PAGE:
The DS100 signal engine, a network-driven and Dante-enabled DSP platform, is at the core of Soundscape’s functionality. It enables the creation of a matrix as large as 64 x 64, with level and delay adjustments at every crosspoint in addition to EQ, gain, delay, and polarity processing.
The DS100 and En-Scene object-based signal management software are OSC-controllable, so Bourgeois and his team are using Figure 53’s QLab cue-based playback software to run Soundscape applications.
Drew Levy, an application support specialist from d&b’s New York office, travelled to Ottawa to assist CBCI Telecom and his Canadian colleagues with the implementation. Ultimately, the system enables La Cité to show – and create – fully immersive content, whereby the sound follows assigned objects with great detail as they move throughout the space.
The other system occupying The Studio is comprised of a series of Renkus-Heinz loudspeakers and was designed to offer consistent and seamless audio reinforcement throughout the majority of the space, regardless of its configuration. That was made possible through the company’s digitally-steerable column array technology, which enables detailed control of directivity for coverage precisely where it’s desired and, more importantly, none where it’s not.
Both Roy and St-Onge had enjoyed positive previous experiences with Renkus-Heinz products, specifically the company’s flagship Iconyx series. They were in touch with Bill Coons, the owner and principal of Renkus-Heinz’s exclusive Canadian distributor, Contact Distribution, to discuss a potential solution for The Studio and were introduced to the IC Live Series.
CBCI Telecom and Contact also arranged a demo with Bourgeois and some of his technicians in the spring of 2017 to give them an idea of how a system could perform in the space considering its unique makeup and intended applications – not to mention its many hard reflective surfaces.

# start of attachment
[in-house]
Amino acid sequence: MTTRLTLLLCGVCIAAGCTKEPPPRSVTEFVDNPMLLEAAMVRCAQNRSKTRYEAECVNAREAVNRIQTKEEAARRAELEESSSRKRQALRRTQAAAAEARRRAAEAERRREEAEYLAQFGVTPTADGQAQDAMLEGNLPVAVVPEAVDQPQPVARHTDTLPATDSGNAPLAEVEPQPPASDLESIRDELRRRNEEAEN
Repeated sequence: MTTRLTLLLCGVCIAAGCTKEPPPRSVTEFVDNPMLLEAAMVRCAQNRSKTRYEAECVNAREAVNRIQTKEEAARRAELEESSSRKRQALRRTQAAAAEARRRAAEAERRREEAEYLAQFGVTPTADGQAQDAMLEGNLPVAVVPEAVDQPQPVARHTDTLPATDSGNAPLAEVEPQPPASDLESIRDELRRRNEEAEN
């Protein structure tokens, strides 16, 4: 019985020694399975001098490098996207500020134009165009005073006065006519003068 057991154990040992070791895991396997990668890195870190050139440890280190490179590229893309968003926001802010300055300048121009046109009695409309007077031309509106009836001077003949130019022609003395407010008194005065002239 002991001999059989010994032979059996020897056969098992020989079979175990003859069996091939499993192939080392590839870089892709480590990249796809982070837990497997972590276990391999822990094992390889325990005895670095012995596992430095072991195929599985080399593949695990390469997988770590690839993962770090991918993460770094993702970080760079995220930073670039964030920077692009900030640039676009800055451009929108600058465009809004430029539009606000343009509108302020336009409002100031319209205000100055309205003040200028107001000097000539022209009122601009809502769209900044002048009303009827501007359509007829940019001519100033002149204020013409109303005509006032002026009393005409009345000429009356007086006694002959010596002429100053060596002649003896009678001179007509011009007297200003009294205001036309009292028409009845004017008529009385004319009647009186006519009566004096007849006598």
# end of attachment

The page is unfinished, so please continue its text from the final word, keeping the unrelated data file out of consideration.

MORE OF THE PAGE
Four fifth-generation Iconyx ICL-F-DUAL RD columns – one in each corner of the enclosed immersive theatre – are suspended about 9 ft. off of the floor behind the screen corners. An IC215S dual 15-in. self-powered subwoofer is positioned at the catwalk level above each one for low-end reinforcement. A pair of smaller Iconyx ICL-F-RD columns are suspended at the same height as the corner columns on the “side walls” between the front and back corners with an RH CA112 sub above each one at the catwalk level. An additional two ICL-F-RDs are suspended above the ICF-LDUAL RD columns in the rear corners for use when the retractable bleachers are in position.
These six “immersive column arrays” comprise the main reinforcement for the theatre in its 360-degree configuration. Because the speakers sit discreetly behind the wrap-around projection masking screen, strips of a custom perforated projection surface were designed for the four corners and two sides, and CBCI and St-Onge consulted with Renkus-Heinz engineers about the optimal EQ settings to compensate for the sonic obstruction.
A complement of six IC8-RDs, the fifth-generation of the original Iconyx offering, are deployed to cover the two semicircular outer lobby spaces when the air walls are in place. These feature eight identical 4-in. coaxial drivers with triple tweeter arrays on each driver for optimal beam steer ing consistency. Three are installed on pillars in the two areas for pre-function activities, or to be creatively incorporated with the show in the main room without the air walls in place.
The team was after a narrow low-frequency cabinet with a smaller footprint than a regular 12-in. woofer to accompany the IC8s on their pillars and benefitted from some very fortunate timing. Engineers at Renkus-Heinz had recently created a custom solution for a U.S.-based application based on their existing TX/TA82 two-way complex conic loudspeaker system, replacing its central horn with a third 8-in. low frequency driver. Subsequently, six TA82-RD-SP1030s sit just below the IC8s on the pillars.
St-Onge says it was clear very early on that having any and all audio components on a Dante network would be ideal. The “RD” designation in the Renkus-Heinz model numbers denotes that the speakers are loaded with Dante input modules, with the new class D SA Series amplifiers offering Dante functionality as an option.